Our first real experience of modern-day Peru was the southern city of Arequipa. Coming from the small towns of Bolivia and more specifically Lake Titicaca, it felt strange to be in such a huge city again.

Arequipa is Peru’s second largest city, known as the Ciudad Blanca (White City) due to the grey/white volcanic rock used to build the beautiful colonial buildings that occupy its historical centre.

The city itself is surrounded by some of the wildest terrain in Peru. This southern tip is a land of active, snowy volcanoes, high altitude deserts, thermal hot springs, last but not least the world’s deepest canyons.

A trek down the worlds largest canyons is the main reason for coming to Arequipa, as such we didn’t really spend too long in the city itself. Even though it was a relatively short stay it was a city that played host to a number of ‘…first time that has happened…’ experiences.

It was the first time we were actually able to eat some vegetables since coming to South America! Coming from Bolivia, which has to have just about the worst food on the continent, we were delighted that all the great things we had heard about the food in Peru where in fact true!

It was also the first earthquake I had ever felt! The area is known for its seismic activity and regularly experiences earthquakes, which is in fact one of the reason for all the buildings only being one story high.

Finally it was the first time we were lucky enough to stumble on a military procession which made the already beautiful Plaza de Armas even more memorable.

Cola Canyon is about 6 hours from Arequipa, requiring you to spend the night at a small rural village at the top of the Canyon called Cabanaconde. The journey itself was pretty interesting since we passed through a village that was having a big festival where the surrounding towns compete in a traditional folk dance.

Given that public transport between the towns is pretty scarce, the bus was completely overtaken with drunken revellers attempting to get home which proved to be an interesting insight into the culture of rural Peru.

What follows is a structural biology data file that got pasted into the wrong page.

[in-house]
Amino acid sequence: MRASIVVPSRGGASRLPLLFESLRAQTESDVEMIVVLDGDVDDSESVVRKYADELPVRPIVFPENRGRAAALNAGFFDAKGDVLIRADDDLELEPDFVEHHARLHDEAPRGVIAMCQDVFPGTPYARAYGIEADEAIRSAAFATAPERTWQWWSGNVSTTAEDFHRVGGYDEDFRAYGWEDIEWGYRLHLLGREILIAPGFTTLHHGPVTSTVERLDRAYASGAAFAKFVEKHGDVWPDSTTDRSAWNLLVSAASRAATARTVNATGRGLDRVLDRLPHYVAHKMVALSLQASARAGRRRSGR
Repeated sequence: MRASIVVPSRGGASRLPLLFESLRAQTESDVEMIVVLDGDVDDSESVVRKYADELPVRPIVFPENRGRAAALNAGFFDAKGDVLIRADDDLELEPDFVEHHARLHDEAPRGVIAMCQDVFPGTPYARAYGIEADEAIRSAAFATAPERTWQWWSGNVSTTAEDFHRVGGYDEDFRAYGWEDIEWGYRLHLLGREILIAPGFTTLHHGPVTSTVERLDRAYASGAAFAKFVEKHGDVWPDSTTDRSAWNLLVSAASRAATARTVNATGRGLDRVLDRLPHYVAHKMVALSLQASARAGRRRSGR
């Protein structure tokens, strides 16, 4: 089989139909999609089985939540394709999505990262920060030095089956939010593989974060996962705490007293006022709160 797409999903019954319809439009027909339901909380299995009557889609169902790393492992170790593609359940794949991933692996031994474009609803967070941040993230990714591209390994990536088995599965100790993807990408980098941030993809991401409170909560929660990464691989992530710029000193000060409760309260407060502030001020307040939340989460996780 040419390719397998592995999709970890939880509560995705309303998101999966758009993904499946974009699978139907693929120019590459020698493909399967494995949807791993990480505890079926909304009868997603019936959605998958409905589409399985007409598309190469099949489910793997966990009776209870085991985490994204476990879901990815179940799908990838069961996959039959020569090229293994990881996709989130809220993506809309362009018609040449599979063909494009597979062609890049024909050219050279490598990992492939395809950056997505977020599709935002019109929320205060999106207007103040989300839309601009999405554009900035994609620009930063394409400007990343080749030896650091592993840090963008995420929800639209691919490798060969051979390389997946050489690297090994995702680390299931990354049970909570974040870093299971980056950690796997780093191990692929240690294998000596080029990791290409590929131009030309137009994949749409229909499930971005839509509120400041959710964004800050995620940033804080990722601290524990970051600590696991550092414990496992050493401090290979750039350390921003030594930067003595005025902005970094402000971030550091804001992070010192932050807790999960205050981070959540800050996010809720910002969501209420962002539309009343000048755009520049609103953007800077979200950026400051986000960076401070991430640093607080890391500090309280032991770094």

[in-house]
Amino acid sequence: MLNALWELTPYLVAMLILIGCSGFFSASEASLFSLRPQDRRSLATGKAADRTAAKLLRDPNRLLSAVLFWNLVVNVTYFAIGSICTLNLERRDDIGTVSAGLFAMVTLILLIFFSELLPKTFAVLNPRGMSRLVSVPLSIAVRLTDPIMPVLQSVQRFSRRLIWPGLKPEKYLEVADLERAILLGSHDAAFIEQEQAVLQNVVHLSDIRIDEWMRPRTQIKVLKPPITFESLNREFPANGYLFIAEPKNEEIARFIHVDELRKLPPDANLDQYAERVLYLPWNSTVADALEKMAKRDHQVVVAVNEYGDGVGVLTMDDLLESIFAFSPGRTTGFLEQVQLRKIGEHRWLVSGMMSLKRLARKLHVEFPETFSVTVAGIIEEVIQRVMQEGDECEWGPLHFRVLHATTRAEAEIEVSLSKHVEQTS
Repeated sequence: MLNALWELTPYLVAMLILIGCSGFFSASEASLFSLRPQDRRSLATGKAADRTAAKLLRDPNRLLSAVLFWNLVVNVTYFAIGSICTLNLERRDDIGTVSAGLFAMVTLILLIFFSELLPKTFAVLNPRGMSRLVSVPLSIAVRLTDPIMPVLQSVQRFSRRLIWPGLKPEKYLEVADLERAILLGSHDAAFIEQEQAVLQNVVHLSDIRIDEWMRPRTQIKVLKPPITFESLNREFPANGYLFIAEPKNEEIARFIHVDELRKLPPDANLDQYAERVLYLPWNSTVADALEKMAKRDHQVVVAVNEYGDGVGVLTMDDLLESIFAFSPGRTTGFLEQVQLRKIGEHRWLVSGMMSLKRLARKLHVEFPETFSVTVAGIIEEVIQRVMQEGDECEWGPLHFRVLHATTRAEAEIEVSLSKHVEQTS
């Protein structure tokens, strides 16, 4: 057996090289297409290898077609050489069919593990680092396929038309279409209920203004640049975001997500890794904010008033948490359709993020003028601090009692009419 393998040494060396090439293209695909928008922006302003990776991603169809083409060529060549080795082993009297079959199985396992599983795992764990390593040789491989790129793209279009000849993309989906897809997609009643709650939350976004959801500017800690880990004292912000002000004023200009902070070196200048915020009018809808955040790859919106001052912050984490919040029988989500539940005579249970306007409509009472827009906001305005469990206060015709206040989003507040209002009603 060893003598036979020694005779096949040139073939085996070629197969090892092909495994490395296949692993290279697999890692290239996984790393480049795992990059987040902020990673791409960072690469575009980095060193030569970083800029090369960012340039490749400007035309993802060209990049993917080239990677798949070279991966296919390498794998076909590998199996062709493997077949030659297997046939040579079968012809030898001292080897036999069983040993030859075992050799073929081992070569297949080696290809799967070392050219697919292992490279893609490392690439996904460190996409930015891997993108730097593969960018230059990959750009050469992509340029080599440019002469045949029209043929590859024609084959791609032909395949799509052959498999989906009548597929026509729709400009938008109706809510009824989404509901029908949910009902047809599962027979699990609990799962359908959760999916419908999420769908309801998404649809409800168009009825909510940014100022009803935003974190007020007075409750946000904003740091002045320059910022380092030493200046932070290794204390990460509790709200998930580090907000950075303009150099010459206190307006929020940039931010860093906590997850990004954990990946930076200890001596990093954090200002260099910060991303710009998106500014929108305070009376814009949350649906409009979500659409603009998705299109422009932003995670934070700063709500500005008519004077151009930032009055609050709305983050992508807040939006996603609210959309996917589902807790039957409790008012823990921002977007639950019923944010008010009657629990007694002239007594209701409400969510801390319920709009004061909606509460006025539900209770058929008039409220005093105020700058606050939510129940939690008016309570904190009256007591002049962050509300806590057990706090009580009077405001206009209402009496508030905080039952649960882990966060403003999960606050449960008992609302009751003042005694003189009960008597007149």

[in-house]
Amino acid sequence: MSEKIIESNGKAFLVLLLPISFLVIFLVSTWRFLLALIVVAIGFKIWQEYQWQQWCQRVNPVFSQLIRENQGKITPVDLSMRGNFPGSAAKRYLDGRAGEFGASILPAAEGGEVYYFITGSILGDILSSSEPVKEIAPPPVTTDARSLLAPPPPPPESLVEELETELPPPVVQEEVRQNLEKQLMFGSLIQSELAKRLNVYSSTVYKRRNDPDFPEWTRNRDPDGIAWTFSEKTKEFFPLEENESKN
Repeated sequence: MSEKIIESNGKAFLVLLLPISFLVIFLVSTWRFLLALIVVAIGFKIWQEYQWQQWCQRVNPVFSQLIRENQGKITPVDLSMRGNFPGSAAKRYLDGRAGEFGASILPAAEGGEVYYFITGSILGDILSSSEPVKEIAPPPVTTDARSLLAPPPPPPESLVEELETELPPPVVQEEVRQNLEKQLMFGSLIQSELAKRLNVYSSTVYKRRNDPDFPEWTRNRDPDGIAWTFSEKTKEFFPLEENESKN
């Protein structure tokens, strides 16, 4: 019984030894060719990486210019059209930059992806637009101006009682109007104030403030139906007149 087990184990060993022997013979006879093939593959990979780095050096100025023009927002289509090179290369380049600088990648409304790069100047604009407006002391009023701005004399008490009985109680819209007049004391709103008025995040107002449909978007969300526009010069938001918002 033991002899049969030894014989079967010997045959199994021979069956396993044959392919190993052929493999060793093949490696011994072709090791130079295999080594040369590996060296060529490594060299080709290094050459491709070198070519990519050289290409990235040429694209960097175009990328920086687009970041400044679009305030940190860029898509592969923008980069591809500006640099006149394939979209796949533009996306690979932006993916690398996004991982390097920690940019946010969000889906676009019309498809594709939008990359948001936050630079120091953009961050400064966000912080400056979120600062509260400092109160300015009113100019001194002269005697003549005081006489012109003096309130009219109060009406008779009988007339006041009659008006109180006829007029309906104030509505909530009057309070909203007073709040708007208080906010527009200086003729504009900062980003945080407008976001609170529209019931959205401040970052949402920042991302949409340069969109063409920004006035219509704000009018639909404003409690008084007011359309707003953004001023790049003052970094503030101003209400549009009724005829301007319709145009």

As in Bolivia the women in these parts wear traditional clothing (although not as religiously as in Bolivia) which is very different to what we had seen previously. This particular region of Peru is occupied by two conflicting groups, the Cabanas and the Collague. They used to distinguish themselves by performing cranial deformations. Thankfully these days they prefer to simply wear differently shaped hats.

In the Chivay areas east of the canyon, a White hat is worn usually made of straw and embellished with lace, sequins and medallions.

Whereas the women that occupy the West end of the canyon wear rounded hats made from painstakingly embroidered cotton.

As you can imagine given the festivities, the bus soon stank of alcohol which clearly both the men and women are particularly fond of. The men (as with Bolivia) were completely paralytic and all seemed to act like teenagers; the women were no better either, giggling relentlessly like group of japanese girls.

The canyon itself was pretty spectacular; being 100km long set among volcanoes that are over 6300m high, the canyon can reach depths of over 3000m, making it the second deepest canyon in the world! Second only to neighbouring Canon del Cotahuasi which is just over 150m deeper. To put this into context both are amazingly twice the depth of the Grand Canyon in the US.

At the base of the canyon is a beautiful oasis which was home for a night after spending nearly three hours making the steep decent down to the bottom.

It was the type of accommodation that caused the first of many arguments since Andre felt that it was far to touristy for his liking preferring to solider on through the canyon to the next remote town on the other side.

Helen (our new traveling friend) and I preferred to stay put for the day, topping up the tan by the pool which was set amongst the most beautiful backdrop.

Ironically they next town ended being too far away for even GI JO Andre to make within the same day meaning that the stubborn mule had to return and spend the night anyway!

Since our next place would be Cuzco (to do the famous trek up to Machu Picchu) we decided to skip out the remaining circuit of the canyon which would have taken the best part of the next two days and made our way back up the way we came down. This proved to be one of the hardest treks I have ever done (considering it was really a vertical climb of over 1000m) which as you can imagine didn’t do much for the tensions between us! Not withstanding the tensions between Andre´s spinal discs which took a pounding on the way up nearly forcing him to quit. Thankfully I was there to save the day and carry both the bags for us:)